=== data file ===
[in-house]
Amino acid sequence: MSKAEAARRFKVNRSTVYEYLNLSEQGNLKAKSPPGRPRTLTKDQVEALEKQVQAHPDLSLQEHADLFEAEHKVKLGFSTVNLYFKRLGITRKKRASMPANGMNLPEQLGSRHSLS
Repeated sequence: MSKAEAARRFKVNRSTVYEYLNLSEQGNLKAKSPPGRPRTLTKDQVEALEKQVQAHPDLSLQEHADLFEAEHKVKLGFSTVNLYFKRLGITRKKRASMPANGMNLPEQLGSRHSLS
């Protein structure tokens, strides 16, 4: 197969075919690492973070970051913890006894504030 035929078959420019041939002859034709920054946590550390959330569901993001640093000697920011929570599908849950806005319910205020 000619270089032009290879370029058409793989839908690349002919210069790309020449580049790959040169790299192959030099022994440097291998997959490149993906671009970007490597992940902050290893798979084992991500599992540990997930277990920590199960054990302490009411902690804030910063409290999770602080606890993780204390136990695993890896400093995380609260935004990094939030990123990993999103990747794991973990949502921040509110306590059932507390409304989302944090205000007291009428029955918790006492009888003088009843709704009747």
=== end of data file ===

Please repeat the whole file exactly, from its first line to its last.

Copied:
[in-house]
Amino acid sequence: MSKAEAARRFKVNRSTVYEYLNLSEQGNLKAKSPPGRPRTLTKDQVEALEKQVQAHPDLSLQEHADLFEAEHKVKLGFSTVNLYFKRLGITRKKRASMPANGMNLPEQLGSRHSLS
Repeated sequence: MSKAEAARRFKVNRSTVYEYLNLSEQGNLKAKSPPGRPRTLTKDQVEALEKQVQAHPDLSLQEHADLFEAEHKVKLGFSTVNLYFKRLGITRKKRASMPANGMNLPEQLGSRHSLS
């Protein structure tokens, strides 16, 4: 197969075919690492973070970051913890006894504030 035929078959420019041939002859034709920054946590550390959330569901993001640093000697920011929570599908849950806005319910205020 000619270089032009290879370029058409793989839908690349002919210069790309020449580049790959040169790299192959030099022994440097291998997959490149993906671009970007490597992940902050290893798979084992991500599992540990997930277990920590199960054990302490009411902690804030910063409290999770602080606890993780204390136990695993890896400093995380609260935004990094939030990123990993999103990747794991973990949502921040509110306590059932507390409304989302944090205000007291009428029955918790006492009888003088009843709704009747």